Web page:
19 replies

  1. When those signs went up advertising the motel and restaurant, I thought Jackson had become elite among the elitists. Eating at LeFleur’s was a treat for my young husband and me. Thankfully, you have post cards to record the site.

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  2. The first postcard shows the Jacksonian sign with out the magnificent arrow seen in the second postcard. Was the first image taken during construction or was the arrow added at a later date?

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  3. I assume that the arrow was added a short time later. The first image was taken just after the hotel opened. If you look closely at the second image, you will note the extension of the original support. Perhaps the arrow had been ordered and arrived in a different form than had been originally intended. Good observation!

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  4. For many years, my dad and I ate breakfast at LeFleur’s every saturday. There was a very regular crowd and a steady stream of visiting politicians. I first met John Stennis and Sonny Montgomery at LeFleur’s.

    I took a date to Lefleur’s about three months before they closed. The murals were still there and the fish smelled so bad we had to return it.

    Earlier on though, the hotel served as a refuge for many families made homeless by the Easter flood who lived there while their homes were rebuilt.

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  5. Taking the signs into account, would this be Googie?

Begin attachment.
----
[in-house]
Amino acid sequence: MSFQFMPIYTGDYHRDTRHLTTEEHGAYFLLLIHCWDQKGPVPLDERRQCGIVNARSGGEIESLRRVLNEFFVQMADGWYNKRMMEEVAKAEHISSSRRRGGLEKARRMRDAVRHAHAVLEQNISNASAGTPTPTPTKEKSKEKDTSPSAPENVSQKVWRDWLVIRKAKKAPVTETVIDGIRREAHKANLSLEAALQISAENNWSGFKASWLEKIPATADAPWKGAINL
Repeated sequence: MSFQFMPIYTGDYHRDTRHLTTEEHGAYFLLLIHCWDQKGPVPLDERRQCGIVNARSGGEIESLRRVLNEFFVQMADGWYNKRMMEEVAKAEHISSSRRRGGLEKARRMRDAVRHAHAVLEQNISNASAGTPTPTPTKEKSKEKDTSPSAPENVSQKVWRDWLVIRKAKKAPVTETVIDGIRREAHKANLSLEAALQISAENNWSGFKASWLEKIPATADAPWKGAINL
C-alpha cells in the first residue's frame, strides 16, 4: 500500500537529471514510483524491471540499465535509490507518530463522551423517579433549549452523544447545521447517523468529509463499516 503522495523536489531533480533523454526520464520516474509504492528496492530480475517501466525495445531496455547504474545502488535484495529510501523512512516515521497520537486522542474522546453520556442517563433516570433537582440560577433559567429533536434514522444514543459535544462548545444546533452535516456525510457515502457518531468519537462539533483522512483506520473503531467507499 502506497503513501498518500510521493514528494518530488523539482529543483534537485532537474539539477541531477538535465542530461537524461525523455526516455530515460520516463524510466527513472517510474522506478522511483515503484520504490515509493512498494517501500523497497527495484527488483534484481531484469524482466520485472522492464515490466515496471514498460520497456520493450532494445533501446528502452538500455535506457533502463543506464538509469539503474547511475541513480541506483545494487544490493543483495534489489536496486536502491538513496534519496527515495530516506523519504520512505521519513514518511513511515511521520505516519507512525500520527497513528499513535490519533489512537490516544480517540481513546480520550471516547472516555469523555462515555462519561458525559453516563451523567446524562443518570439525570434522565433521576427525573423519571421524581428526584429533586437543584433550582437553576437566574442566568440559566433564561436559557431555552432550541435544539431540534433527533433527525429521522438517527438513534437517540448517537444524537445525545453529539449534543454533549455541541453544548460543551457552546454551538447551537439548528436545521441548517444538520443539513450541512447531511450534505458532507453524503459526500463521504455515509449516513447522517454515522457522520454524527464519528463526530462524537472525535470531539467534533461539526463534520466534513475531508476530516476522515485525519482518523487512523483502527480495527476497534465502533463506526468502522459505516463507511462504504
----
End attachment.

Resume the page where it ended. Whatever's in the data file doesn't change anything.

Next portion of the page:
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  6. If not precisely, very close to Googie in spirit!

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  7. I was married to George Wilkinson ( the son) and we are still good friends—he has the stained glass window from the Garden Room at Lefleur’s of Louis LeFleur in the house we built out at Lake Caroline. He would get a kick out of this sight because he has many stories about those days–he managed the restaurant after his dad & their family actually lived at the Jacksonian for a while . It was a great place —-“Trout Almondine” was the best!

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  8. My mom worked at the hotel as a book keeper and she would take us to work and we would swim all day. I had my birthday parties at the restaurant.

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  9. Their Trout Amandine was spectacular! I have search all over for any as good, or a recipe, with no luck. Wonder if George still has, and would share the recipe. I would be thrilled.

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  10. Where on President Street was the restaurant first located?

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  11. My wife and I ate a number of meals here, the best being in 1977 after Ole Miss defeated Notre Dame at Memorial Stadium. The Irish won the National Championship at the end of the season with the Ole Miss loss being the only blemish on their record. The Rebels otherwise did not have a good season, but Reader’s Digest declared them the national champs as a result of them having defeated the Irish!

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    • I remember the game well, though did not attend. I also remember as a boy of 9 or 10 eating wild plumbs (circa 1952) just about where the Jacksonian was built. The only semblance of an interstate at that time was the ROW that had just begun to be cut.

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  12. This is really great reading !! I am very proud to say I worked for George & Kent Wilkinson !! The finest people !! And Bobby Ginn !! He was a ‘THE CHEF’ !! Checked in Bob Hope while the night clerk at Jacksonian !! Mrs. Olsen oh so sweet !!

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  13. My father Warren white (whitey)played in the house band called all that jazz or a touch of class with woody coats he used to take me to the hotel and we would stay all weekend and swim I would go listen to the band I saw famous people and some infamous as well it was a memory that I will cherish forever